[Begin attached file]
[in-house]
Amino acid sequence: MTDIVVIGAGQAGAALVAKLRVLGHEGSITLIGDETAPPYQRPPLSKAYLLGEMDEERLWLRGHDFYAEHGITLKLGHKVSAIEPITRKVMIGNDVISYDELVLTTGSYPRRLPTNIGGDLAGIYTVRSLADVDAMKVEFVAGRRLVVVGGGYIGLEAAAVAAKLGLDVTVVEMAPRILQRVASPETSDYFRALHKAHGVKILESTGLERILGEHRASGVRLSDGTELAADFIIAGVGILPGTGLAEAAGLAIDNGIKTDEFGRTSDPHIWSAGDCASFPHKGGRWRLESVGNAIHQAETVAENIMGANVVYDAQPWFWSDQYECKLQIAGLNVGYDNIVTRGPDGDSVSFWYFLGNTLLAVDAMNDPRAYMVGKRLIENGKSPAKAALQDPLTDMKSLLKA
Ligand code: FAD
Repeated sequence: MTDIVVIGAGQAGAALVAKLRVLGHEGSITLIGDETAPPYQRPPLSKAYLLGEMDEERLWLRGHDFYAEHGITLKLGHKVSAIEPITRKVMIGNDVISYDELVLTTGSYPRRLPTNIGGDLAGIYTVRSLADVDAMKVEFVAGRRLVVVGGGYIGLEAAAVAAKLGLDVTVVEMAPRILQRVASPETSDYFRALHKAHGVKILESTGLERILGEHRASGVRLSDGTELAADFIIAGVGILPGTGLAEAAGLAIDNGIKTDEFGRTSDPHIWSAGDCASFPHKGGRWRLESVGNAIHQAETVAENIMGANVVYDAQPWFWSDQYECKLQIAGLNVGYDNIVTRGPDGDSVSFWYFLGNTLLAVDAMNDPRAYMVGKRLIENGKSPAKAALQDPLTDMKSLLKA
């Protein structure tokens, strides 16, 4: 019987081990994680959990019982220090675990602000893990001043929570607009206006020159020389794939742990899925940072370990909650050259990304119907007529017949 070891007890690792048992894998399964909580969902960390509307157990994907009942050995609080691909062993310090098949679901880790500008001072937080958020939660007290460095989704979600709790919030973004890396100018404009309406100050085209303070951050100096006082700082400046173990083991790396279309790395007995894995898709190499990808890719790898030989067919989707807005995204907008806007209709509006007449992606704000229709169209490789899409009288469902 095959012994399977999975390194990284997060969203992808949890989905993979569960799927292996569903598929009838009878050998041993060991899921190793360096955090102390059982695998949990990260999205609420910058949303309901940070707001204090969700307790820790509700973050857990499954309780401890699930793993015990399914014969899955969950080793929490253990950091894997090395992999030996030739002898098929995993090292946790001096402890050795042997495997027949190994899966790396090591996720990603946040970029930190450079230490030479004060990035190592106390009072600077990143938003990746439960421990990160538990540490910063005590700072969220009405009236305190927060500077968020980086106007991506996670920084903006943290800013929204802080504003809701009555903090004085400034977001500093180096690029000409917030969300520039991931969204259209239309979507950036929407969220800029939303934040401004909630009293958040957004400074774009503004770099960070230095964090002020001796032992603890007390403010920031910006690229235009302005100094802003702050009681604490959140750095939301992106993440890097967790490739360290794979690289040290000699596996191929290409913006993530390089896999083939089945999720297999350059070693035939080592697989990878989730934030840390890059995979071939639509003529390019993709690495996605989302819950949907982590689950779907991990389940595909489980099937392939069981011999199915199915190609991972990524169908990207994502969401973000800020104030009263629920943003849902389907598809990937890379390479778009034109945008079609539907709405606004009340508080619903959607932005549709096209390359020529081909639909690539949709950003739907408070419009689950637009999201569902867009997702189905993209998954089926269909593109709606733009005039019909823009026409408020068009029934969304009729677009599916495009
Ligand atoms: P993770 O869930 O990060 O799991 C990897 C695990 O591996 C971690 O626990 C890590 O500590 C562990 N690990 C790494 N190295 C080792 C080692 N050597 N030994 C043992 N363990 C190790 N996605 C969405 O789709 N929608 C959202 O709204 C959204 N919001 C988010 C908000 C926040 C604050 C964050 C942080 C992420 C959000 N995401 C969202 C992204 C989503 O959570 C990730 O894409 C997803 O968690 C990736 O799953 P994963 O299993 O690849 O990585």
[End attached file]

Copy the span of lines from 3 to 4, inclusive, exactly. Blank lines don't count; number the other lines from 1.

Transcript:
Ligand code: FAD
Repeated sequence: MTDIVVIGAGQAGAALVAKLRVLGHEGSITLIGDETAPPYQRPPLSKAYLLGEMDEERLWLRGHDFYAEHGITLKLGHKVSAIEPITRKVMIGNDVISYDELVLTTGSYPRRLPTNIGGDLAGIYTVRSLADVDAMKVEFVAGRRLVVVGGGYIGLEAAAVAAKLGLDVTVVEMAPRILQRVASPETSDYFRALHKAHGVKILESTGLERILGEHRASGVRLSDGTELAADFIIAGVGILPGTGLAEAAGLAIDNGIKTDEFGRTSDPHIWSAGDCASFPHKGGRWRLESVGNAIHQAETVAENIMGANVVYDAQPWFWSDQYECKLQIAGLNVGYDNIVTRGPDGDSVSFWYFLGNTLLAVDAMNDPRAYMVGKRLIENGKSPAKAALQDPLTDMKSLLKA